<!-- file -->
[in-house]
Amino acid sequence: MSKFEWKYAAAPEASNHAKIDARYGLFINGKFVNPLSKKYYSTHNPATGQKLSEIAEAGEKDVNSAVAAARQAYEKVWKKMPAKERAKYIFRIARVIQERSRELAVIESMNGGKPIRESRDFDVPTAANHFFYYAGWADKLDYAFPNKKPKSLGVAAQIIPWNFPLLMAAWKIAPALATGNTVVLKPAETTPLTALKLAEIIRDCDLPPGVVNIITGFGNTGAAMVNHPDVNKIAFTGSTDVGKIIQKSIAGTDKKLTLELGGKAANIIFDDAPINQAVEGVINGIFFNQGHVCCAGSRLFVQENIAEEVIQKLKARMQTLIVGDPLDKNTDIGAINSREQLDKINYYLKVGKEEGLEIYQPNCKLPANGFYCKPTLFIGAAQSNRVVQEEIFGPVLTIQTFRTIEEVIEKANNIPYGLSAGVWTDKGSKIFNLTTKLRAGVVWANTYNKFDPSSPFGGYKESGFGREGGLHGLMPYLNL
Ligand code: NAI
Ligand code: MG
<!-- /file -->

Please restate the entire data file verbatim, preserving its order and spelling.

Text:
[in-house]
Amino acid sequence: MSKFEWKYAAAPEASNHAKIDARYGLFINGKFVNPLSKKYYSTHNPATGQKLSEIAEAGEKDVNSAVAAARQAYEKVWKKMPAKERAKYIFRIARVIQERSRELAVIESMNGGKPIRESRDFDVPTAANHFFYYAGWADKLDYAFPNKKPKSLGVAAQIIPWNFPLLMAAWKIAPALATGNTVVLKPAETTPLTALKLAEIIRDCDLPPGVVNIITGFGNTGAAMVNHPDVNKIAFTGSTDVGKIIQKSIAGTDKKLTLELGGKAANIIFDDAPINQAVEGVINGIFFNQGHVCCAGSRLFVQENIAEEVIQKLKARMQTLIVGDPLDKNTDIGAINSREQLDKINYYLKVGKEEGLEIYQPNCKLPANGFYCKPTLFIGAAQSNRVVQEEIFGPVLTIQTFRTIEEVIEKANNIPYGLSAGVWTDKGSKIFNLTTKLRAGVVWANTYNKFDPSSPFGGYKESGFGREGGLHGLMPYLNL
Ligand code: NAI
Ligand code: MG